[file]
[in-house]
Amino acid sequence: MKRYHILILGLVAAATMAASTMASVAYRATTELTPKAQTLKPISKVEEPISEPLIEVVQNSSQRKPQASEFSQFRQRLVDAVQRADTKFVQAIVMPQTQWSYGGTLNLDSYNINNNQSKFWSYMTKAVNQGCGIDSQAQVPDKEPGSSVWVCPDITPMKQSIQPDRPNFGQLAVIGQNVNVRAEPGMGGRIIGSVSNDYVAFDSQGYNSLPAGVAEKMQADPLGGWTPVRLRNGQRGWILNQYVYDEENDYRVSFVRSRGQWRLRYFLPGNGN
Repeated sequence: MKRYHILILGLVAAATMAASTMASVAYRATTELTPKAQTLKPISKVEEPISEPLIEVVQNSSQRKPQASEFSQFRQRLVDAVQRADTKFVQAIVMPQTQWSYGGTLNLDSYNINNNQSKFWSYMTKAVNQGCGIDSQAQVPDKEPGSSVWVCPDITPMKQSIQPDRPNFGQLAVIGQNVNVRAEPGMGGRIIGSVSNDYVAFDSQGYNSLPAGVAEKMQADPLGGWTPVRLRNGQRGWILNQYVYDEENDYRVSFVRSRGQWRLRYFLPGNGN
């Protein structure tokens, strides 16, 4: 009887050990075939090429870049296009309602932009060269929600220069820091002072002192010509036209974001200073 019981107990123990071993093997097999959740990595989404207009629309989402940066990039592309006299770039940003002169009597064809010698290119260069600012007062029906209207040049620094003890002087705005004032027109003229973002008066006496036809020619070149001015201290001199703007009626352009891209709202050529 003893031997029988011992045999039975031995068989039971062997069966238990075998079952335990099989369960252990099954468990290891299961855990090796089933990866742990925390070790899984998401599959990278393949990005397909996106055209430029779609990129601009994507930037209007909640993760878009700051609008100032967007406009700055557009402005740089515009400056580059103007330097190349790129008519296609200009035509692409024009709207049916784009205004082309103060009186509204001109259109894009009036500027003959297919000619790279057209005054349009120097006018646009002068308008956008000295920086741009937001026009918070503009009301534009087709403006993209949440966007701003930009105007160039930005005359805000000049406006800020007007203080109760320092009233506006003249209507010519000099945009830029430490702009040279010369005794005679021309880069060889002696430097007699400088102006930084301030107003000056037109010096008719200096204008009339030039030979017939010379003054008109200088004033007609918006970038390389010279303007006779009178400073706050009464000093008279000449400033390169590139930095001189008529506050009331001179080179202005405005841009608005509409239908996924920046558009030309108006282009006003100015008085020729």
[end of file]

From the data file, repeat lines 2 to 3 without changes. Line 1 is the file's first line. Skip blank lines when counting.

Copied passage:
Amino acid sequence: MKRYHILILGLVAAATMAASTMASVAYRATTELTPKAQTLKPISKVEEPISEPLIEVVQNSSQRKPQASEFSQFRQRLVDAVQRADTKFVQAIVMPQTQWSYGGTLNLDSYNINNNQSKFWSYMTKAVNQGCGIDSQAQVPDKEPGSSVWVCPDITPMKQSIQPDRPNFGQLAVIGQNVNVRAEPGMGGRIIGSVSNDYVAFDSQGYNSLPAGVAEKMQADPLGGWTPVRLRNGQRGWILNQYVYDEENDYRVSFVRSRGQWRLRYFLPGNGN
Repeated sequence: MKRYHILILGLVAAATMAASTMASVAYRATTELTPKAQTLKPISKVEEPISEPLIEVVQNSSQRKPQASEFSQFRQRLVDAVQRADTKFVQAIVMPQTQWSYGGTLNLDSYNINNNQSKFWSYMTKAVNQGCGIDSQAQVPDKEPGSSVWVCPDITPMKQSIQPDRPNFGQLAVIGQNVNVRAEPGMGGRIIGSVSNDYVAFDSQGYNSLPAGVAEKMQADPLGGWTPVRLRNGQRGWILNQYVYDEENDYRVSFVRSRGQWRLRYFLPGNGN